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Examing the effectiveness of biogas in Lille's buses (France)

By News Editor / Updated: 05 May 2015

Lille has been developing a policy to enhance the use of public transportation systems over the last 20 years. More particularly, since 1990 an urban programme has been working towards exploiting biogas produced by biomass accumulated at a local sewage treatment plant - resulting in an emission-free fuel that can be used for transport. In addition to the eight buses that are operating under this scheme, the city has a fully automated and accessible modern tramway network.


The objectives of the project are to: 

  • Construct a pilot unit for the production of biogas at the Marquette sewage treatment plant. The plant produces methane, which is similar to natural gas that was being distributed by Gaz de France (now GDF Suez);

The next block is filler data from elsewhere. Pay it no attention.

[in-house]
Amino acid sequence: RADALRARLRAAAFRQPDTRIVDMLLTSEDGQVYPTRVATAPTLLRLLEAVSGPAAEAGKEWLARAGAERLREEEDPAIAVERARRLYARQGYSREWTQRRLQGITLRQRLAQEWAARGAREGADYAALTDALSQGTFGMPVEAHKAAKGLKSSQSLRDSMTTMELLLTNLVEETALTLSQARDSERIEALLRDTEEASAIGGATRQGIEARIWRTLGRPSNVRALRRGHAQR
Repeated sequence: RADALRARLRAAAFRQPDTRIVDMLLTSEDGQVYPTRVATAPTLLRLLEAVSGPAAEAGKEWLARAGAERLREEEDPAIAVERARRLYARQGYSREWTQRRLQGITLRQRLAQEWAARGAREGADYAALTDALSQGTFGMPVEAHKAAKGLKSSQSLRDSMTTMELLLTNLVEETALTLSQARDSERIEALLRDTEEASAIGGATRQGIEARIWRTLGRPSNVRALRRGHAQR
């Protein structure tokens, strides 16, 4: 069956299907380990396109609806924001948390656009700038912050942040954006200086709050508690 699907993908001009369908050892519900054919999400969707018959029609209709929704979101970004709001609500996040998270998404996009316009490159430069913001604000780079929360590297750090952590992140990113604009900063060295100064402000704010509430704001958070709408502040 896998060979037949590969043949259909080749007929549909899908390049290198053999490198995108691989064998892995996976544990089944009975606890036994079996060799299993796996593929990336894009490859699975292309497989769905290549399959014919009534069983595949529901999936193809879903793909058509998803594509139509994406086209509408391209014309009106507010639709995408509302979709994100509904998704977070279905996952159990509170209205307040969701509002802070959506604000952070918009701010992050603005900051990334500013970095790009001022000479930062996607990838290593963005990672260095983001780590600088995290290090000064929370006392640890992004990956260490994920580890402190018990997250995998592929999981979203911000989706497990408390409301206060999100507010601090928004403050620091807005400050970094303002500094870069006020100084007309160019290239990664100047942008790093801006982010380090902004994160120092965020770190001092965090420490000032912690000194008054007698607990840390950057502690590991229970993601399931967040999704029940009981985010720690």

• Transform a normal diesel bus into one that runs on biogas - an experimental application that will pave the way towards commercial exploitation in a fleet of new buses constructed to run on biogas.

The idea to operate buses fuelled by biogas produced in Marquette was initiated in 1990 by the City of Lille, following a proposition from Solagro - a French energy, agriculture and environmental non-profit. The project was supported by the European Union’s DG XVII THERMIE programme); the Regional Council of North Pas de Calais and the Agency for the Environment and Energy Management (ADEME).

Transpole is Lille’s metropolitan public transport operator and has 300 buses. Lille’s CNG- biogas bus tests were one of the most important trials being conducted in France, together with tests in Marseilles and Lyon. The first CNG bus entered service in March 1994 and since 1996 it has been regulated to run on biogas. The project actually proved the feasibility of producing biogas that conforms to the physio-chemical composition of CNG and its utilisation as motor-vehicle fuel. During the pilot phase Solagro monitored the technical, ecological, energy and economic performance of the biogas buses as well as of the treatment plant in Marquette. As of the start of 1997, the bus has operated exclusively on biogas produced at this local station.

In action